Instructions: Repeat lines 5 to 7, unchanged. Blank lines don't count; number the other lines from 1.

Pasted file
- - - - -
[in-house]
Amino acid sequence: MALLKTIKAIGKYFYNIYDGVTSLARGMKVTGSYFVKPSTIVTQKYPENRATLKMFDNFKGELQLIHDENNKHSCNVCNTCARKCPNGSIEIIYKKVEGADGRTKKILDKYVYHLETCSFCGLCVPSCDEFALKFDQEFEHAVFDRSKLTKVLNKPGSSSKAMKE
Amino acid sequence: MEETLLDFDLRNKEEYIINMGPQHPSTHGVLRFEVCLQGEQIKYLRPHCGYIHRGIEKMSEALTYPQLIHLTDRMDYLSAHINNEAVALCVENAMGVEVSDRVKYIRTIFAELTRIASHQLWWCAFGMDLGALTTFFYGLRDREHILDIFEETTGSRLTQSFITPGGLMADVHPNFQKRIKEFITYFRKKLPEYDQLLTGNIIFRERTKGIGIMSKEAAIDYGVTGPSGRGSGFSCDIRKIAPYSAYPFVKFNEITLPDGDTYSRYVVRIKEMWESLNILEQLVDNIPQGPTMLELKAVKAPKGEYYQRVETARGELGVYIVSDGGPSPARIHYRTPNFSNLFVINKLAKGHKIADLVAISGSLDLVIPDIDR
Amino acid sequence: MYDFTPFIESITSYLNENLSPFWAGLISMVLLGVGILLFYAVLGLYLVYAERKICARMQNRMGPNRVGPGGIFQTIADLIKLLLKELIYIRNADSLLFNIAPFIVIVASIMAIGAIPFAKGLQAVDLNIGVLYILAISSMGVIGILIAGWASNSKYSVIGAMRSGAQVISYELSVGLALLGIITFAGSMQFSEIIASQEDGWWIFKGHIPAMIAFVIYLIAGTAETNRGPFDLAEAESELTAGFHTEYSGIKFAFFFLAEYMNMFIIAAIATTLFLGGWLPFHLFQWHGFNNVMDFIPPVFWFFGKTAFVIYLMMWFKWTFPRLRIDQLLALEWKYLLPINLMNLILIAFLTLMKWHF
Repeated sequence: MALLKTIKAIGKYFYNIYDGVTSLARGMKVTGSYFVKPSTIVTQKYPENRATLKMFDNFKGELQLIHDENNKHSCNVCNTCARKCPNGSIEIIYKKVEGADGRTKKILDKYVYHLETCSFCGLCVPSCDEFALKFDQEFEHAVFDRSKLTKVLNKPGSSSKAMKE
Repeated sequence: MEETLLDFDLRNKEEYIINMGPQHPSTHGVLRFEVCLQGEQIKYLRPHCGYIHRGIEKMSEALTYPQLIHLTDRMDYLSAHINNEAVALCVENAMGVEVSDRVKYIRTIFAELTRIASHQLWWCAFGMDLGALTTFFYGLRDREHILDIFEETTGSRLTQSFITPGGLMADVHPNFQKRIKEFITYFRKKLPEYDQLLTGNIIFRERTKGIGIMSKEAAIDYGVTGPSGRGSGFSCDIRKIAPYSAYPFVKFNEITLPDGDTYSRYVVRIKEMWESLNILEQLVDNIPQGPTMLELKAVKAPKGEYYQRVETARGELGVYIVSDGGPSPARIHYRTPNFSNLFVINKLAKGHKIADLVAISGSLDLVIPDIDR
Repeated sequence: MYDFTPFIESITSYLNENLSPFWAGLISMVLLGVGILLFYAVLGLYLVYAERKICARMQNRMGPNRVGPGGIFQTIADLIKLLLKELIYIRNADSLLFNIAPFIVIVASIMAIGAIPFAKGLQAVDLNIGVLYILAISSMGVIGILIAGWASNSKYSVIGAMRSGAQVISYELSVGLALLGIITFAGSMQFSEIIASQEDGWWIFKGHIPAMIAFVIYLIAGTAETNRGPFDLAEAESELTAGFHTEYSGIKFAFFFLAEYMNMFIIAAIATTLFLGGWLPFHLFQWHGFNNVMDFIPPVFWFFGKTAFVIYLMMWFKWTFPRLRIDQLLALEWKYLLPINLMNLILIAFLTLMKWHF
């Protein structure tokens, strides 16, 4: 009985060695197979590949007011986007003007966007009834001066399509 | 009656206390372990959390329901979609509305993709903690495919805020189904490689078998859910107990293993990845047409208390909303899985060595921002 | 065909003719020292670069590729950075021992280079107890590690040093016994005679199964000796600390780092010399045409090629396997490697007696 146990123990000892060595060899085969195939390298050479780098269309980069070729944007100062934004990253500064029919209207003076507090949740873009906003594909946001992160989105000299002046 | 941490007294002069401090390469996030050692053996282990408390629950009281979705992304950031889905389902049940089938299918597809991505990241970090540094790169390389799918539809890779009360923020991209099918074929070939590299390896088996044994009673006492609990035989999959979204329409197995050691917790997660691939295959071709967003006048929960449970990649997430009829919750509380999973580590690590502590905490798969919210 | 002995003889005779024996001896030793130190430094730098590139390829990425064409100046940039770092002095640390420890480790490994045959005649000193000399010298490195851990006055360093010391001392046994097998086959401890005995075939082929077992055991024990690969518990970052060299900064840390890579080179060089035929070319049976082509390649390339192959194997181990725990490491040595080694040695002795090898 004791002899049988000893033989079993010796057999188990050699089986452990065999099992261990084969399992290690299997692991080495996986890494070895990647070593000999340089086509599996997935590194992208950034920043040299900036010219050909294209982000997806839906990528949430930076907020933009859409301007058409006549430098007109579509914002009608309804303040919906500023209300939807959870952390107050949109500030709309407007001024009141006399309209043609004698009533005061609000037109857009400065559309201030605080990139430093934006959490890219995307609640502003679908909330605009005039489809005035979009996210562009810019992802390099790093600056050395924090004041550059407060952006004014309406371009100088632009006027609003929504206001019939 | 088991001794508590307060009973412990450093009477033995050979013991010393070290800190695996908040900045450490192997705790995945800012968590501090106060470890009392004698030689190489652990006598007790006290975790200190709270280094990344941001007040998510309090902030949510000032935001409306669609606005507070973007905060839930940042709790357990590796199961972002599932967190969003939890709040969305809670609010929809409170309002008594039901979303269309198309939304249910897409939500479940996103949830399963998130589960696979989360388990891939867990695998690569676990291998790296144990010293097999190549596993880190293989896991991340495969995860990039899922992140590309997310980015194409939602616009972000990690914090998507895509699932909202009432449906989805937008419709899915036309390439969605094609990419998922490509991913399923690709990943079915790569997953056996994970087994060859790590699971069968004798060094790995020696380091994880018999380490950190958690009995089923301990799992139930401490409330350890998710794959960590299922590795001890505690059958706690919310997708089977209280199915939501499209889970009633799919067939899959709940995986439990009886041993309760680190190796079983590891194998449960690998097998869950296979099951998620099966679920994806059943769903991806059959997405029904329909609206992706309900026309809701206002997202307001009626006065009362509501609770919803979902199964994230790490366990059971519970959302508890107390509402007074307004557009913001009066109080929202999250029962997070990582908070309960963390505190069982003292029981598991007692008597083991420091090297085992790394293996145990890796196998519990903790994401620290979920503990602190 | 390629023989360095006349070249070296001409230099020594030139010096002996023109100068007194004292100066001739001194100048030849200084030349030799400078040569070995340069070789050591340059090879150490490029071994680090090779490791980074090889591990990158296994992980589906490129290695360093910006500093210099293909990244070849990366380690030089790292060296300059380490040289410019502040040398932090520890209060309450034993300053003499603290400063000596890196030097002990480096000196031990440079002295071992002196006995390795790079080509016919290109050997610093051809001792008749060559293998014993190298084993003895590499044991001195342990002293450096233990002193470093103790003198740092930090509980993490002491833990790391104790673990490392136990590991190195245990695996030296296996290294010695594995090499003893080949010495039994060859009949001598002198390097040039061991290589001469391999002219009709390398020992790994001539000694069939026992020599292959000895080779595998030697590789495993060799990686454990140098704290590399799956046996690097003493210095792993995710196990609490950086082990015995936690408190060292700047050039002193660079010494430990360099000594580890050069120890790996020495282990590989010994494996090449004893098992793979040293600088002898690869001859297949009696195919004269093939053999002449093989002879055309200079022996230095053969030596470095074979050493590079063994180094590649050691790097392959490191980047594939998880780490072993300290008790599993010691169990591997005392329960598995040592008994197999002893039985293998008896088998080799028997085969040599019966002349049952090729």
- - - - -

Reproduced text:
Repeated sequence: MALLKTIKAIGKYFYNIYDGVTSLARGMKVTGSYFVKPSTIVTQKYPENRATLKMFDNFKGELQLIHDENNKHSCNVCNTCARKCPNGSIEIIYKKVEGADGRTKKILDKYVYHLETCSFCGLCVPSCDEFALKFDQEFEHAVFDRSKLTKVLNKPGSSSKAMKE
Repeated sequence: MEETLLDFDLRNKEEYIINMGPQHPSTHGVLRFEVCLQGEQIKYLRPHCGYIHRGIEKMSEALTYPQLIHLTDRMDYLSAHINNEAVALCVENAMGVEVSDRVKYIRTIFAELTRIASHQLWWCAFGMDLGALTTFFYGLRDREHILDIFEETTGSRLTQSFITPGGLMADVHPNFQKRIKEFITYFRKKLPEYDQLLTGNIIFRERTKGIGIMSKEAAIDYGVTGPSGRGSGFSCDIRKIAPYSAYPFVKFNEITLPDGDTYSRYVVRIKEMWESLNILEQLVDNIPQGPTMLELKAVKAPKGEYYQRVETARGELGVYIVSDGGPSPARIHYRTPNFSNLFVINKLAKGHKIADLVAISGSLDLVIPDIDR
Repeated sequence: MYDFTPFIESITSYLNENLSPFWAGLISMVLLGVGILLFYAVLGLYLVYAERKICARMQNRMGPNRVGPGGIFQTIADLIKLLLKELIYIRNADSLLFNIAPFIVIVASIMAIGAIPFAKGLQAVDLNIGVLYILAISSMGVIGILIAGWASNSKYSVIGAMRSGAQVISYELSVGLALLGIITFAGSMQFSEIIASQEDGWWIFKGHIPAMIAFVIYLIAGTAETNRGPFDLAEAESELTAGFHTEYSGIKFAFFFLAEYMNMFIIAAIATTLFLGGWLPFHLFQWHGFNNVMDFIPPVFWFFGKTAFVIYLMMWFKWTFPRLRIDQLLALEWKYLLPINLMNLILIAFLTLMKWHF